The drama of marriage is not that it does not guarantee the wife the promised happiness—there is no guarantee of happiness—it is that it mutilates her; it dooms her to repetition and routine.
Consider just two of her many hostile meditations on pregnancy:
Day after day, a polyp born of her flesh and foreign to it is going to fatten in her; she is the prey of the species that will impose its mysterious laws on her, and generally this alienation frightens her; her fright manifests itself in vomiting.
[S]nared by nature, she is plant and animal, a collection of colloids, an incubator, an egg; she frightens children...and provokes sniggers from young men because she is a human being, consciousness and freedom, who has become a passive instrument of life.
Why do so many women consent to roles that demean and oppress them? Beauvoir explained that women garner benefits by sacrificing their freedom and cooperating with their oppressor: "Refusing to be the Other, refusing complicity with man, would mean renouncing all the advantages an alliance with the superior caste confers on them." Such passages may be thrilling to hard-line gender scholars, but they will strike most readers as bizarre.
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Several recent biographies and collections of Beauvoir letters detract from her cultivated image as a stalwart champion of freedom. She and Jean Paul Sartre were less than heroic during World War II. The best Deirdre Bair in her biography can say is, "Their record is not scrupulously clean, but neither is it clearly soiled." Beauvoir, following Sartre, took freedom as the summum bonum of human existence. But that did not prevent her from championing repressive countries such as the Soviet Union and Cuba late into the 1960s. Beauvoir may have been a great defender of women's rights, but she was not above cruelly exploiting women in her personal life. On various occasions she seduced her young female students, then handed them over to Sartre for his enjoyment. The two would then entertain one another with gossip about the conquests—in the style of the Vicomte de Valmont and the Marquise de Merteuilin in the 18th-century novel Les Liaisons Dangereuses (Dangerous Love Affairs).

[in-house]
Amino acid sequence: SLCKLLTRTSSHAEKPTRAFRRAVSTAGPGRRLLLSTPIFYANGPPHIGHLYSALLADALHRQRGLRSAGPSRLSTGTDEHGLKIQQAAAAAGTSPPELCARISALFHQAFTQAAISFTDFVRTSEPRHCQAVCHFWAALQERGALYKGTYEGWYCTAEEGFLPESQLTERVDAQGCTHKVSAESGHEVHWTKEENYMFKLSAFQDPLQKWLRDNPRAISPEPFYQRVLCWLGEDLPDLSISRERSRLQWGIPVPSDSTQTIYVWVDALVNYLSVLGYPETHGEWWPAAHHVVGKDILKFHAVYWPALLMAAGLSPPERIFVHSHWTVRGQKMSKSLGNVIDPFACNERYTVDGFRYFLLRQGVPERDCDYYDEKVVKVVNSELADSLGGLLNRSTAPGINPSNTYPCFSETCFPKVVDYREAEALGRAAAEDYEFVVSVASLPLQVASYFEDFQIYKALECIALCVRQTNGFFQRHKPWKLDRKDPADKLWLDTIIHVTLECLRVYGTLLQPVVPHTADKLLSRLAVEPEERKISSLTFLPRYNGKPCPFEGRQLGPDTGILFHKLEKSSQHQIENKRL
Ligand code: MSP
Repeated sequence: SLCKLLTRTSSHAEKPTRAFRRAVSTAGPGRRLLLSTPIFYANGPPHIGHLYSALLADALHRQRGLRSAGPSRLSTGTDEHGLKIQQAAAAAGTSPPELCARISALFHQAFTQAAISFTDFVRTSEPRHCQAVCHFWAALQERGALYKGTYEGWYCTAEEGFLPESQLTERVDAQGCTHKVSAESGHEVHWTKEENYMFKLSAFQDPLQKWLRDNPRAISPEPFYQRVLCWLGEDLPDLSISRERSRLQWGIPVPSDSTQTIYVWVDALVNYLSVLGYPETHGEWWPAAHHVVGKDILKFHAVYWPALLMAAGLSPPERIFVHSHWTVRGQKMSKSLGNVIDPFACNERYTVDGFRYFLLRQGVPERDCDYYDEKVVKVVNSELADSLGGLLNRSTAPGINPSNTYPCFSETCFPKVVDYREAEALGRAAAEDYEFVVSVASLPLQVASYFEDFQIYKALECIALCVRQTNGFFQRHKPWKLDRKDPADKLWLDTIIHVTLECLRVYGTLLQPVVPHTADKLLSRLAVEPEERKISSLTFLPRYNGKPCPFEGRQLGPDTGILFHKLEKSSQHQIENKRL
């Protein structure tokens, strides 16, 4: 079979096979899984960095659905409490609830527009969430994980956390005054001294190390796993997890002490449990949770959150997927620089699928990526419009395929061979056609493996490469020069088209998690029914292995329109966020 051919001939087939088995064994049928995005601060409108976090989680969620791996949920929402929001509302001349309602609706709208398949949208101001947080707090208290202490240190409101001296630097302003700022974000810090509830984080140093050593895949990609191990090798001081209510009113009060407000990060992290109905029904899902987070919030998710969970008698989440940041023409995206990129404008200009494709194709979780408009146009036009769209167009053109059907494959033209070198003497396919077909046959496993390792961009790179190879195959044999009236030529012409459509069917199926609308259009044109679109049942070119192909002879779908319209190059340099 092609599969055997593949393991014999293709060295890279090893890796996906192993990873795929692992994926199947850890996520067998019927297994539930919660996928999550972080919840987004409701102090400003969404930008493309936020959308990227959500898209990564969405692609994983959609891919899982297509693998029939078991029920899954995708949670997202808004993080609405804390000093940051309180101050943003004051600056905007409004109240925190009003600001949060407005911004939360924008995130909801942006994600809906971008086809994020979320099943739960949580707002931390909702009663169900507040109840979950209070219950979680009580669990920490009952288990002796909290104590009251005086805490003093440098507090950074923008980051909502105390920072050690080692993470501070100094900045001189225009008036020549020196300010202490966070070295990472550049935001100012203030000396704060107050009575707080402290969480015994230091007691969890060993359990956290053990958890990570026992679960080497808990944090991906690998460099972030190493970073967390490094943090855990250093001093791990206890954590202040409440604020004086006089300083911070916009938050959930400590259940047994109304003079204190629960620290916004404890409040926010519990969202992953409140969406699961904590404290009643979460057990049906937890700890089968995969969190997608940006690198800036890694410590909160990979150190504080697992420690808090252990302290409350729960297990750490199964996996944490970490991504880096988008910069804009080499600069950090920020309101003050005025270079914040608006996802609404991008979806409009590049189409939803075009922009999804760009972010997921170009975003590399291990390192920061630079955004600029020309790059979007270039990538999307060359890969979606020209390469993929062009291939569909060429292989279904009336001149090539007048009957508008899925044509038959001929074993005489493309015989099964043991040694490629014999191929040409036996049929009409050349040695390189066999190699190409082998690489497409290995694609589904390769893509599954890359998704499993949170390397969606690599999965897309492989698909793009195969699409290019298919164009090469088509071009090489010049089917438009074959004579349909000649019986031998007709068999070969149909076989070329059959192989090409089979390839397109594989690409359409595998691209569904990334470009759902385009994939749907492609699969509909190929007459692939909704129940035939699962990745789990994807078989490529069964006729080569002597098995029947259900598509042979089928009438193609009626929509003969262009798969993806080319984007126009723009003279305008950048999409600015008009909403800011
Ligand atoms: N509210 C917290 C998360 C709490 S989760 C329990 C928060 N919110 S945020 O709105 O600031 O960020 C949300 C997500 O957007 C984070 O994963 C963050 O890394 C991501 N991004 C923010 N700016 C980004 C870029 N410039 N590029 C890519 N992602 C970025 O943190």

Truman Capote, stung by unflattering remarks about him by Beauvoir and Sartre, took his revenge in one of his books by describing a chance meeting at a café in 1949:
At the time the Pont-Royal had a leathery little basement bar that was the favored swill bucket of haute Boheme's fatbacks. Walleyed, pipe-sucking, pasty-hued Sartre and his spinsterish moll, de Beauvoir, were usually propped in a corner like an abandoned pair of ventriloquist's dolls.
Capote is cruel, but after reading hundreds of pages of Beauvoir's woolly prose, it is a pleasure to read someone who can write.
Despite her many failings, it is hard not to feel a certain affection for the spinsterish moll. She may not be a moral icon or a philosophical genius, and her book may be a mess, but she was an engaging figure—an eccentric, paradoxical Parisian artist who would alarm her feminist acolytes by insisting her life's greatest achievement was "[m]y relationship with Sartre." Millions of women owe her a debt of gratitude. Most of us who read The Second Sex in the '60s and '70s probably glided over the weird bits and took away vague but salutary ideas about personal responsibility, dignity, and the importance of love based on mutual respect.
Meanwhile, the battle over the translation has only intensified. The feminist professors who disparaged the Parsley translation despise the new one by Borde and Malovany-Chevallier even more. In a bitter exchange in the London Review of Books, Beauvoir scholars savage the new version, accusing the translators of "pervasive" errors and of betraying Beauvoir's "voice." One feminist professor scolds the translators for producing a text where "pretty much every page" is "painful" to read. Too true, but this is not the translators' fault. The Second Sex is painful to read in any language—including French.